Although no statistically significant differences were noted in the current study, the p-Akt/total Akt ratio in the ONSET and TERMINAL groups was lower than that in the BEFORE and WT groups, indicating inactivation of this protein in the former two groups. Transgenic mice overexpressing Akt in skeletal muscle display muscle hypertrophy and protection from denervation-induced atrophy22,23, confirming that the Akt pathway promotes muscle growth and simultaneously blocks protein degradation22,24. We showed that swim training increases the total Akt protein in the TA muscle of ALS mice in the ONSET and TERMINAL groups, which was additionally illustrated by proteome analysis of the IGF-1 and Akt protein levels (Fig. S2), and could be considered as a protective phenomenon. However, this did not translate into an increased fraction of the active form of Akt in animals suffering from ALS, which further should affect the activity of the FOXO3a protein. Consequently, we measured the expression of FOXO3a and its downstream targets, i.e., Atrogin-1 and MuRF1, in skeletal muscle. The FOXO3a/Atrogin-1/MuRF1 signaling pathway is involved in the induction of muscle protein proteolysis and muscle atrophy7. As anticipated, levels of FOXO3a and p-FOXO3a, and the FOXO3a/p-FOXO3a ratio, indicative of FOXO3a activation, were increased in the TA muscle in ALS mice compared with the controls. At the same time, swim training decreased the FOXO3a and p-FOXO3a levels (the latter, without statistical significance) in the TERMINAL group. This was accompanied by changes in MuRF1 levels in the ONSET and TERMINAL groups. Interestingly, in contrast to the results of our studies in the rat ALS model and other reports5,20, we did not observe changes in the Atrogin-1 levels in ALS animals, despite the increase in the FOXO3a levels (Fig. S3). The same was previously reported by Dobrovolny3. Atrogin-1 can control both the processes associated with the breakdown of cytoskeletal proteins and processes associated with protein synthesis, while MuRF1 is involved only in the breakdown of myofibrillar proteins. Due to these facts, there may be another mechanism in skeletal muscle that regulates the expression of atrogin-1 independent of phosphorylation/dephosphorylation of FOXO3a, like histone deacetylase-125. Changes in the FOXO3a and MuRF1 expression can be explained by the notion that swim training reduces oxidative stress in the muscles of animals with ALS13. Growing evidence suggests that increased reactive oxygen species production in skeletal muscle significantly induces mitochondrial dysfunction, activates forkhead box class O (FoxO) transcription factors, and contributes to muscle atrophy26,27. In the current study, the proteome analysis of the FOXO3a, Atrogin-1, and MuRF1 levels in ALS mice revealed a significant shift in the expression of these proteins in the TERMINAL trained group towards the BEFORE group levels, which further confirms the effectiveness of swim training as an anti-atrophic agent.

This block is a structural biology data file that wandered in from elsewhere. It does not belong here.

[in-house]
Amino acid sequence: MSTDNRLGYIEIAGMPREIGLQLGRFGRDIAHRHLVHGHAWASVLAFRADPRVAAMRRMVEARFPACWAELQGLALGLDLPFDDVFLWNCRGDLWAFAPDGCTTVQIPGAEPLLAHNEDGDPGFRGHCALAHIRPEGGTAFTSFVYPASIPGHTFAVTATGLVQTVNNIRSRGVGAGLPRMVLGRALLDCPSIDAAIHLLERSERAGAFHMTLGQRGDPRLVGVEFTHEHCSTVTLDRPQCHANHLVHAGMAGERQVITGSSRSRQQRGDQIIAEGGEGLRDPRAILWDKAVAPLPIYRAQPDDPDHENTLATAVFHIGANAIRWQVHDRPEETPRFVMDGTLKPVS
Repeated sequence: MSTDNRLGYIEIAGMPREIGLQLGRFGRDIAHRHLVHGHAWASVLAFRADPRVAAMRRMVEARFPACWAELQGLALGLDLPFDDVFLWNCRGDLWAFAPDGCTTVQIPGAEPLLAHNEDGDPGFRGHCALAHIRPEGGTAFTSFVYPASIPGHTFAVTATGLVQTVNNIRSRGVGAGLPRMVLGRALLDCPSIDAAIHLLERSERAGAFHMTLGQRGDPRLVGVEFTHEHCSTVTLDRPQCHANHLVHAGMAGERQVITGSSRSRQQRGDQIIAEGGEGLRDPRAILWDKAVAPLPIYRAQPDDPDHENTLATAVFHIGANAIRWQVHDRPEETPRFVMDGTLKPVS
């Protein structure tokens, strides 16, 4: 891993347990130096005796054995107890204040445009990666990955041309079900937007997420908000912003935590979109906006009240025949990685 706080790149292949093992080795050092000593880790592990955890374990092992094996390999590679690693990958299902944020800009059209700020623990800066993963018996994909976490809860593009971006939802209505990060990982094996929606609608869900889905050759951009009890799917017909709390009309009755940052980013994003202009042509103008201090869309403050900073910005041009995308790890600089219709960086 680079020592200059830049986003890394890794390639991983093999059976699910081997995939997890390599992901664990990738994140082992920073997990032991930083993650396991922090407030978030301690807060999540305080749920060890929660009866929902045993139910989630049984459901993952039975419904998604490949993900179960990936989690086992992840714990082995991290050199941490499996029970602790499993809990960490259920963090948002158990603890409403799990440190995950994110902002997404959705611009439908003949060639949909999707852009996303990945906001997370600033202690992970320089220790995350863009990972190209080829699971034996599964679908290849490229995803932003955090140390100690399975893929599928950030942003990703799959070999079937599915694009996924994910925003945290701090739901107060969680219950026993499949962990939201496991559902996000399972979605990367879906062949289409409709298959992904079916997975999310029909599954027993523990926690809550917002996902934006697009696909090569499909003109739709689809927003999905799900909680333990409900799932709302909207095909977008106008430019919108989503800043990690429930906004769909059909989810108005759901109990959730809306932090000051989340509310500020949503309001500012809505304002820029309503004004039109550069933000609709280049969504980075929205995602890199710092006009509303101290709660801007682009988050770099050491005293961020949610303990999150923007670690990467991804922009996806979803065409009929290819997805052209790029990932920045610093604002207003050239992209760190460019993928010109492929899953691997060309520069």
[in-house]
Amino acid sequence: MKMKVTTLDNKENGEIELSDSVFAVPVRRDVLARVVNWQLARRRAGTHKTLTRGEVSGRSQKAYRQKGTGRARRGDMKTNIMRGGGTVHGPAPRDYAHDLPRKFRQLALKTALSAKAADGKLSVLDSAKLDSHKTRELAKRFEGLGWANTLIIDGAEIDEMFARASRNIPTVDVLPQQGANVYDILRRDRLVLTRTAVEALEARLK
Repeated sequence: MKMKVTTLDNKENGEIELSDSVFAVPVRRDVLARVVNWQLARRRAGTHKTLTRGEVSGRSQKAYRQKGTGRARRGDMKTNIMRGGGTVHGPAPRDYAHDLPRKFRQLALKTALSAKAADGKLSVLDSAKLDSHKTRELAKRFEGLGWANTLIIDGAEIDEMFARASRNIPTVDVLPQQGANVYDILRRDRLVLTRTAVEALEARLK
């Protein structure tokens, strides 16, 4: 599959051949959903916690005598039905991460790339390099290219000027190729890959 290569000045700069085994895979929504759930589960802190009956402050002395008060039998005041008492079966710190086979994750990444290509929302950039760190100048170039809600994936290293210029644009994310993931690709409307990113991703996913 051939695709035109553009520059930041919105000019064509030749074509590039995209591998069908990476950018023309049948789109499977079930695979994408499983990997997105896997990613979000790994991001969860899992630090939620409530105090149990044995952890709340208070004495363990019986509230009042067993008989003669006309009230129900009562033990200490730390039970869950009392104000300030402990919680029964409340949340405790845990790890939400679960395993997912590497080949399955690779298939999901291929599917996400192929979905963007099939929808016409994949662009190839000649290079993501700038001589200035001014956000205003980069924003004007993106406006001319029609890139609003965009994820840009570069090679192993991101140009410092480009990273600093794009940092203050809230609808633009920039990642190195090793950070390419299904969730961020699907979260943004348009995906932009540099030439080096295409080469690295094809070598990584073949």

Apart from FOXO3a, the second target of Akt is mTOR, which, together with p70S6K, is responsible for the synthesis of muscle proteins28. We did not observe any significant differences in these protein levels in the studied groups of animals in the current study. Further, swim training resulted in a decrease of p-p70S6K levels only in the ONSET group. Thus, the effect of swim training in the ONSET group is difficult to explain. However, in one 2018 study, inhibition of p70S6K by A77 1726, the active metabolite of the anti-inflammatory drug leflunomide, induced mTOR feedback activation and UNC-51-like kinase 1 phosphorylation in NSC34 cells, a hybrid mouse motoneuron cell line29. This was accompanied by an induction of co-localization of SOD1 G93A variant aggregates with autophagosomes and accelerated SOD1 G93A degradation. This suggests that p70S6K inhibition induces autophagy in NSC34 cells and that blocking S6K1 activity by a small molecule inhibitor, such as leflunomide, may offer a new strategy for ALS treatment29. However, whether the effect of swim training is based on the same mechanism remains to be clarified.